James Murdoch to resign as chairman of News International

February 29, 2012

Rupert Murdoch, the octogenarian media baron, has never officially annointed a successor-in-waiting among his four adult children. But his choices may just have gotten a little more complicated.

James Murdoch, the youngest son of the News Corp. chairman, stepped down Wednesday as the head of the company’s British newspaper division, resigning amid a cloud of scandal and continuing questions about the extent of bribery and corruption within the operation.

The younger Murdoch will move from London to New York and remain a senior executive with New York-based News Corp., which owns the Wall Street Journal, Fox News and other media and entertainment properties, the company said. But his surprise resignation from British-based News International, which operates the Sun tabloid and Times of London newspaper, suggests that the phone-hacking allegations that engulfed the division last year are continuing to resonate.

Murdoch, 39, has widely been thought of as his father’s heir apparent at News Corp., which Rupert Murdoch built into a globe-straddling behemoth since inheriting two ailing Australian newspapers from his father in the early 1950s. James Murdoch has served a long apprenticeship under his father, moving successfully through several News Corp. divisions. Most company watchers thought he had eclipsed his older brother, Lachlan, and sister Elisabeth, both of whom have served in the company, as the next in line (a fourth child, Penelope, from the first of Murdoch’s three marriages, hasn’t been involved in the company).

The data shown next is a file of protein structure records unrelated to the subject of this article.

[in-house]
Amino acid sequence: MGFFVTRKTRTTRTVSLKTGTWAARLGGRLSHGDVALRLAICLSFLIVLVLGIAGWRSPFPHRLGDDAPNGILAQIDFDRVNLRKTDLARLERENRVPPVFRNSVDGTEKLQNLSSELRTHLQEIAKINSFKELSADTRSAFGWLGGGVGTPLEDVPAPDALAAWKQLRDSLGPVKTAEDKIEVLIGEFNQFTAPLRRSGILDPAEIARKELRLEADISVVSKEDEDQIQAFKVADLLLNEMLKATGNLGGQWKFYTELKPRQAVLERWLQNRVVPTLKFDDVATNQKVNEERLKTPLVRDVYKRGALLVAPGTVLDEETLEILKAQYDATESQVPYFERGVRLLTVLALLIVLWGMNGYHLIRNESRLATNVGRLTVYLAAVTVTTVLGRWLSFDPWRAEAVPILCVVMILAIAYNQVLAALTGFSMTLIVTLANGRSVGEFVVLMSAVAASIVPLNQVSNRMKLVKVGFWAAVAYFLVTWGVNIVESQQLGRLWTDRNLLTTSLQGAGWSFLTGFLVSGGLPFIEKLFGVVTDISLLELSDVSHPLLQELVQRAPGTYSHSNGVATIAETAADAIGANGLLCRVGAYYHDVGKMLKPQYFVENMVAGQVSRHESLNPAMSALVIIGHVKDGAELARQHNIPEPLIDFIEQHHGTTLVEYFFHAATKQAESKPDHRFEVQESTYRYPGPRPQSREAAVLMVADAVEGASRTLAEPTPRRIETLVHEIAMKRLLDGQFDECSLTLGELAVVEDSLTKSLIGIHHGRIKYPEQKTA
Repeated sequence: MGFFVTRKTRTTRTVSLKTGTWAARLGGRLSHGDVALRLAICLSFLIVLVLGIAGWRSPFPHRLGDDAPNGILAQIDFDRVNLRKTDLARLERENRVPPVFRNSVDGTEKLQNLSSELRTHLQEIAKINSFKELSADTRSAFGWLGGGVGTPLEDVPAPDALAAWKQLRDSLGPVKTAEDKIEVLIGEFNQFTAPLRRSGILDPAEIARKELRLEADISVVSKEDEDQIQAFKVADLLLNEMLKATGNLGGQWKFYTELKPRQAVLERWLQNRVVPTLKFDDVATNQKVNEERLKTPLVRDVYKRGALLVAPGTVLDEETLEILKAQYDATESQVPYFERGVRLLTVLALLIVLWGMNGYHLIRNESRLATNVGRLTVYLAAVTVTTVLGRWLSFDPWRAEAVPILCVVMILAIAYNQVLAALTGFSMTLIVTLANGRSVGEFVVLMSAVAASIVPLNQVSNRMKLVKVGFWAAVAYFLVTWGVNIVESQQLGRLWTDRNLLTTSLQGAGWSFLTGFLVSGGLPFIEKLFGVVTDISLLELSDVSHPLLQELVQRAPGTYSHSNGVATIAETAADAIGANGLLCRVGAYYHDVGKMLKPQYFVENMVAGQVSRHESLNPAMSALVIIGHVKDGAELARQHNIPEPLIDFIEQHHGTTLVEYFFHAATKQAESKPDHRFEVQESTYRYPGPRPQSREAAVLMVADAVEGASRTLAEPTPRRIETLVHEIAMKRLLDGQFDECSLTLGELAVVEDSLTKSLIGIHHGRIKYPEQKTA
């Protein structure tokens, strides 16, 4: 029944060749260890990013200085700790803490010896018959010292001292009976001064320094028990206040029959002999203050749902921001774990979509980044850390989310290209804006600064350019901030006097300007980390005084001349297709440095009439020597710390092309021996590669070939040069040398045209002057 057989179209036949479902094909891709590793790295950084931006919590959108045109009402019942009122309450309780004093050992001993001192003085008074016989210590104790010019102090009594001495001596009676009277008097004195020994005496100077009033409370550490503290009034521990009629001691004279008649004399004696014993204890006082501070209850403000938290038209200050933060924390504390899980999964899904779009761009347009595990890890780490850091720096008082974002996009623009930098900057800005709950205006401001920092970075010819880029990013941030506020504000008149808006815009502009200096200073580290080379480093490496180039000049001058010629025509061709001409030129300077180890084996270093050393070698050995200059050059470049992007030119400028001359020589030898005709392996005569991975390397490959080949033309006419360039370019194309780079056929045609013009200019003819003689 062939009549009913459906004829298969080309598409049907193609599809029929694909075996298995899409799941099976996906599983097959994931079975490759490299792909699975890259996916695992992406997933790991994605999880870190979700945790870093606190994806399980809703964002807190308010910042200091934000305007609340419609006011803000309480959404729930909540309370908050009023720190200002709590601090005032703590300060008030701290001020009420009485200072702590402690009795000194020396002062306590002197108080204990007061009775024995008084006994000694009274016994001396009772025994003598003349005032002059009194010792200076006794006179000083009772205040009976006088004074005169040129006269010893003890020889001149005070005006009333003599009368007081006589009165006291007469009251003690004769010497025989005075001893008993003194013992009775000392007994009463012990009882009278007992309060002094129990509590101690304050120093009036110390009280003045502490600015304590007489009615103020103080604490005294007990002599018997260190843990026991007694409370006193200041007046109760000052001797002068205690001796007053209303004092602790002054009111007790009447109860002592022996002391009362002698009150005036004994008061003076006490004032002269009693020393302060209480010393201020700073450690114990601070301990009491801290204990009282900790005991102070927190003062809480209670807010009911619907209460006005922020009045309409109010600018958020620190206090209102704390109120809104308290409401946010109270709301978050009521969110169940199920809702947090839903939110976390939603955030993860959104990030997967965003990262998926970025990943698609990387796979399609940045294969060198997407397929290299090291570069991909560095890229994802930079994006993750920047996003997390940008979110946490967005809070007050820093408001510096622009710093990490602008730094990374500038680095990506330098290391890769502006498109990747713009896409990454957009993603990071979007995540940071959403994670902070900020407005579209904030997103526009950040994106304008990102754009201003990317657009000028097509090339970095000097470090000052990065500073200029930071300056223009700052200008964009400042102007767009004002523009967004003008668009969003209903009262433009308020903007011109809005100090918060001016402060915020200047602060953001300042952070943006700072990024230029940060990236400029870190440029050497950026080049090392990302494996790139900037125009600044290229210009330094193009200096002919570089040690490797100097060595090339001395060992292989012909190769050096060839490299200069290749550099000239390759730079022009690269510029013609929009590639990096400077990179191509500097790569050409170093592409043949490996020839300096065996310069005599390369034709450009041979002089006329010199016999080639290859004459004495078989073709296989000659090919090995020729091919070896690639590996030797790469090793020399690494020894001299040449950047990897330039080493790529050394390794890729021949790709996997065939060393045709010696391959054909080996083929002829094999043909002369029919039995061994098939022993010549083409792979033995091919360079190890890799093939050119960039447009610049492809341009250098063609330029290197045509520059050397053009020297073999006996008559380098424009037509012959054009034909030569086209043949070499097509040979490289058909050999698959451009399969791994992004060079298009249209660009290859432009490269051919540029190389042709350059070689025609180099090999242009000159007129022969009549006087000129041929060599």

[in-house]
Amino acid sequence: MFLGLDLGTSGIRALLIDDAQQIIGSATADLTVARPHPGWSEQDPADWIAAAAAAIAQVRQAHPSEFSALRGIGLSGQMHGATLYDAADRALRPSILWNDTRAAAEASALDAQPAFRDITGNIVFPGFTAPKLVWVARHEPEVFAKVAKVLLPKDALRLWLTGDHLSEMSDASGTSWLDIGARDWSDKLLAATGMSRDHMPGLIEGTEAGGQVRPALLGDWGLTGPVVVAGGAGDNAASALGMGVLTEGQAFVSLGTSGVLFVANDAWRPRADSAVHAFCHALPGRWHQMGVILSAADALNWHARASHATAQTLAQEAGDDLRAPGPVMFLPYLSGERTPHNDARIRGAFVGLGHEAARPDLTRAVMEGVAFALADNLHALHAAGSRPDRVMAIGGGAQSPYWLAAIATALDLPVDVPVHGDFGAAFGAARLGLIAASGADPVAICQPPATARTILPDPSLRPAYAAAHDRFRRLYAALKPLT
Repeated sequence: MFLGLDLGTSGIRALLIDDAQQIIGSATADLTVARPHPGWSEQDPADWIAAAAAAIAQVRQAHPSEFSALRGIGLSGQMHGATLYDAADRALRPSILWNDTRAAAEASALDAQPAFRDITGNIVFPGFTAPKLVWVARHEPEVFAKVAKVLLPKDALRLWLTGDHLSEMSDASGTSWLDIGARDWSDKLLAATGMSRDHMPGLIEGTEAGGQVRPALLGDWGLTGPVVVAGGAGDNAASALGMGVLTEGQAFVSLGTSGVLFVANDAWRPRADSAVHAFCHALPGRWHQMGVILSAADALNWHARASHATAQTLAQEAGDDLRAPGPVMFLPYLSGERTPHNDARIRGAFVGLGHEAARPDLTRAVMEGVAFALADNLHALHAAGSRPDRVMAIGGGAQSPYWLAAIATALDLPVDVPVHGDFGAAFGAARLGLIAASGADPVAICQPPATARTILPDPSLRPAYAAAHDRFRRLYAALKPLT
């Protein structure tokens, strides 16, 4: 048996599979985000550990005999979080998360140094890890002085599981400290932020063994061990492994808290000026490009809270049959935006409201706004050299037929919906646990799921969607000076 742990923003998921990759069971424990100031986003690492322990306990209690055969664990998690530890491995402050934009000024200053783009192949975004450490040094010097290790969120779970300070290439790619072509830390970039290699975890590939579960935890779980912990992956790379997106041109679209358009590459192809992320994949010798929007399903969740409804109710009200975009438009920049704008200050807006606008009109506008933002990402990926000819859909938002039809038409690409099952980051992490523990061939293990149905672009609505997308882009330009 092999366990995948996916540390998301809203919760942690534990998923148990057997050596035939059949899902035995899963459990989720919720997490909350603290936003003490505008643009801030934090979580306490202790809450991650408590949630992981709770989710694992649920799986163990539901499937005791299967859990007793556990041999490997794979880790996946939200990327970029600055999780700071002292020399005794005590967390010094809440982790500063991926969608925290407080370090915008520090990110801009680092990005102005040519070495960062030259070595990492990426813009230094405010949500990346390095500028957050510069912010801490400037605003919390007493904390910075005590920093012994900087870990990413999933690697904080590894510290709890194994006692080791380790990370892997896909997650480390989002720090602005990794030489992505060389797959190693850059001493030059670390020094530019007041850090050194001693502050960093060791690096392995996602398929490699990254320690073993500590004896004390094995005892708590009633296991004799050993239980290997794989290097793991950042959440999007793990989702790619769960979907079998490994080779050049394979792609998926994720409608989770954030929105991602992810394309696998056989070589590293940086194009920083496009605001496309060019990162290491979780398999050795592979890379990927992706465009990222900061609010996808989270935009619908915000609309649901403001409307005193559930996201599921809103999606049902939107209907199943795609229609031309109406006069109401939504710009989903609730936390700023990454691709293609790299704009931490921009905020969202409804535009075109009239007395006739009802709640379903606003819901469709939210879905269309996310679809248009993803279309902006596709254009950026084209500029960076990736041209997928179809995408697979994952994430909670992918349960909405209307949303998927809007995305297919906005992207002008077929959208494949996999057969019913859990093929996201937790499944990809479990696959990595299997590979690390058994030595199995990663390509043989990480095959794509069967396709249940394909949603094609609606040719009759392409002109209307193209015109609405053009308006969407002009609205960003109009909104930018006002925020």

But the Harvard-educated James Murdoch has been struggling to contain the damage from the hacking scandal ever since he took over the chairmanship of News International in 2007. For several years before his arrival, reporters and private investigators at the News International-owned tabloid News of the World intercepted private phone calls and messages to British celebrities, politicians and newsworthy individuals, including a young girl who had been kidnapped and later found murdered.

The paper’s newsgathering methods also included bribing officers of Scotland Yard for information about ongoing investigations. A more recent government inquiry has exposed what a police official called “a culture of illegal payments” to government officials by executives and journalists at the Sun, Britain’s most popular newspaper.

News Corp. closed the News of the World last summer as the extent of its activities came to light. The scandal has led to more than a dozen arrests, several criminal convictions, millions of dollars in private settlements for victims and the resignations of top News International executives, including James Murdoch’s predecessor, Rebekah Brooks.

A lingering question is whether it has fatally damaged James, who has long maintained that he was unaware of the extent of the corruption within his organization.